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The Radicalism of Shelley and Its Sources
written by "MacDonald, Daniel J."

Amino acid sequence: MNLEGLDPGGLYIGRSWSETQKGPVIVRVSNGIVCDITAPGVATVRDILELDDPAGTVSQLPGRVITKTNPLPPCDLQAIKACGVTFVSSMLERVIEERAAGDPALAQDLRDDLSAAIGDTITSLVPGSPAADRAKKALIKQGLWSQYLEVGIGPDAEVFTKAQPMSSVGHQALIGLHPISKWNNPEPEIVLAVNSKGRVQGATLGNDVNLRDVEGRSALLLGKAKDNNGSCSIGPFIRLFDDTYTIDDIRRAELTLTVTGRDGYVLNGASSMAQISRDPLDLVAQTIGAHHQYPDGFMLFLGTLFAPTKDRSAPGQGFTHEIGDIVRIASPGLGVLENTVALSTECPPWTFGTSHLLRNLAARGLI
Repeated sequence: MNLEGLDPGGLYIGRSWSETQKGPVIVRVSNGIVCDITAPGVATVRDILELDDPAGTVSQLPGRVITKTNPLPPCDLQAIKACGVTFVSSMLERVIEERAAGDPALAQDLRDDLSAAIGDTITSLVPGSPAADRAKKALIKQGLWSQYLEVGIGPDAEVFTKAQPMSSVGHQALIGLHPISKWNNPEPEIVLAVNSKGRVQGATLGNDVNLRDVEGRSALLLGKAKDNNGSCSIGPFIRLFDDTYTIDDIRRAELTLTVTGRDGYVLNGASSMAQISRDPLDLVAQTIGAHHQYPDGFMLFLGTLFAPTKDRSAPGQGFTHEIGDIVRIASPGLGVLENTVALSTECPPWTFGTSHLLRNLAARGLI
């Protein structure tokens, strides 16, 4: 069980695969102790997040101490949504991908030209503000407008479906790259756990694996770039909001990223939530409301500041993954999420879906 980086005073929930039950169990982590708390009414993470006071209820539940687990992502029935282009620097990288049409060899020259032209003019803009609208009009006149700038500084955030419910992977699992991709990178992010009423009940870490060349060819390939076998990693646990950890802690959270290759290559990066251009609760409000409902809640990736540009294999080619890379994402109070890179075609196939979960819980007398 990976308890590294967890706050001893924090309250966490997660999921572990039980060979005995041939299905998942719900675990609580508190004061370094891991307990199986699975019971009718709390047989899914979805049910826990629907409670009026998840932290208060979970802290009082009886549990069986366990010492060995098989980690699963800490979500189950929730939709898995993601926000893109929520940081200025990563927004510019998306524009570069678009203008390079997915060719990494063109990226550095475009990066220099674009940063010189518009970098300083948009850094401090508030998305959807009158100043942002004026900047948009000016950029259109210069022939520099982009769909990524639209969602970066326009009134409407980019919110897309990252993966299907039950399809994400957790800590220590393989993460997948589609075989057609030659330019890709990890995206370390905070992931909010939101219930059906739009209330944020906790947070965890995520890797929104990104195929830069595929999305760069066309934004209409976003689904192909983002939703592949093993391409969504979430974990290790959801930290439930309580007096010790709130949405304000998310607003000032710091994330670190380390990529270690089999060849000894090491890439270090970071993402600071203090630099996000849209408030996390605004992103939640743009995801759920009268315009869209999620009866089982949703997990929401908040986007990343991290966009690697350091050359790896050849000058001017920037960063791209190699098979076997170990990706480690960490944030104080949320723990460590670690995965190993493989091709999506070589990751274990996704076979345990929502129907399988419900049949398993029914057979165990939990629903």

...s belief in God is manifest. It is only when he argues that he would seem to be an atheist. This discrepancy looks like deceit, but it is not. It is honesty rather than duplicity. He advanced only those statements which he thought he could prove, which he could demonstrate by the aid of reason. “It does not,” he writes, “prove the nonexistence of a thing that it is not discoverable by reason; feeling here affords us sufficient proof.... Those who really feel the being of a God, have the best right to believe it.”[124] (True he goes on to say that he does not feel the being of God, and must be content with reason; but by this he may mean that he does not feel the existence of the God of the Christians.) After all, this position with regard to the proof of God’s existence is not so very different from that of Newman. “Logic,” says Newman, “does not really prove.” It enables us to join issues with others ... it verifies negatively.[125] Newman, contrary to Locke, would inject an element of volition into logic. “He does not, indeed, deny the possibility of demonstration; he often asserts it; but he holds that the demonstration will not in fact convince.”[126] We have really to desert a logical ground and to take our stand upon instinct. According to Shelley anything that could not be demonstrated should not be given to others as gospel truth.[127] Now, feelings cannot be demonstrated, and hence it is that one may feel one thing and at the same time see that the senses and[Pg 93] even unaided reason show that the contrary is true. “Feelings do not look so well as reasonings on black and white.” Later on he said that materialism “allows its disciples to talk and dispenses them from thinking.”[128] The opposition which Shelley experienced forced him to argue. When Shelley wrote The Necessity of Atheism he was at most only an agnostic. This word was fi...

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